The dollar-per-minute capacity cost rate is multiplied by the time spent by each resource involved in a process step to measure the cost of the clinical and staff resources used at each process step. For example, if a nurse spends 20 minutes with a patient during an office visit (includes prep and follow-up time) and the fully loaded cost for that nurse is $1.50 per minute, then the cost of nursing time for the visit is $30. The costs of any consumable supplies (medications, syringes, catheters, devices, implants, stents, etc.) used are added to this amount to obtain the total cost of performing the process step. The TDABC estimate of the total cost of caring for the patient is the sum of all the process step costs over the entire care cycle (see Panel 3). The project team incorporates risk adjustments and care variability by including decision nodes that depict alternative care paths to be followed when appropriate for a patient’s specific circumstances.
Often the project team focuses only on personnel and material costs, which comprise the majority of expenses incurred in the clinical units. In principle, the pilot sites have the ability to perform similar analyses—process maps and capacity cost rates of employees, equipment, and space—for ancillary departments, such as imaging, pathology, pharmacy, and central sterilization, and for the provider’s indirect and support departments, such as billing, collections, dietary, housekeeping, human resources, finance, and IT.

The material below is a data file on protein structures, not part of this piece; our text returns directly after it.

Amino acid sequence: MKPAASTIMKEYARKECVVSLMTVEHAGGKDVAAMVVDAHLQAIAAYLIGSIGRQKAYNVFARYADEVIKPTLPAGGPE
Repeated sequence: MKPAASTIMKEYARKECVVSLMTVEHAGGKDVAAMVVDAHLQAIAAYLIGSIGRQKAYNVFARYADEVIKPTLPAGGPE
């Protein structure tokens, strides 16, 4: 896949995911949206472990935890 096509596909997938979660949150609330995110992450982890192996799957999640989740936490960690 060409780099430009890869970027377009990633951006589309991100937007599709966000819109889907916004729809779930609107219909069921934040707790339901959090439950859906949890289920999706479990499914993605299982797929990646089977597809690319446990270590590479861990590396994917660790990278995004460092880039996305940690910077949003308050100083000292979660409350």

TO LEARN MORE
Here are some additional articles that help explain what’s going on in healthcare:
Michael E. Porter and Robert S. Kaplan, “How to Pay for Health Care,” Harvard Business Review, July-August 2016.
Michael E. Porter, Stefan Larsson, and Thomas H. Lee, “Standardizing Patient Outcomes Measurement,” The New England Journal of Medicine, February 10, 2016.
Derek A. Haas and Robert S. Kaplan, “Variation in the Cost of Care for Primary Total Knee Arthroplasties,” Arthroplasty Today, 2016.
Robert S. Kaplan and Derek A. Haas, “How Not to Cut Health Care Costs,” Harvard Business Review, November 2014.
Michael E. Porter and Thomas H. Lee, “The Strategy That Will Fix Health Care,” Harvard Business Review, October 2013.
Robert S. Kaplan and Michael E. Porter, “The Big Idea: How to Solve the Cost Crisis in Health Care,” Harvard Business Review, September 2011.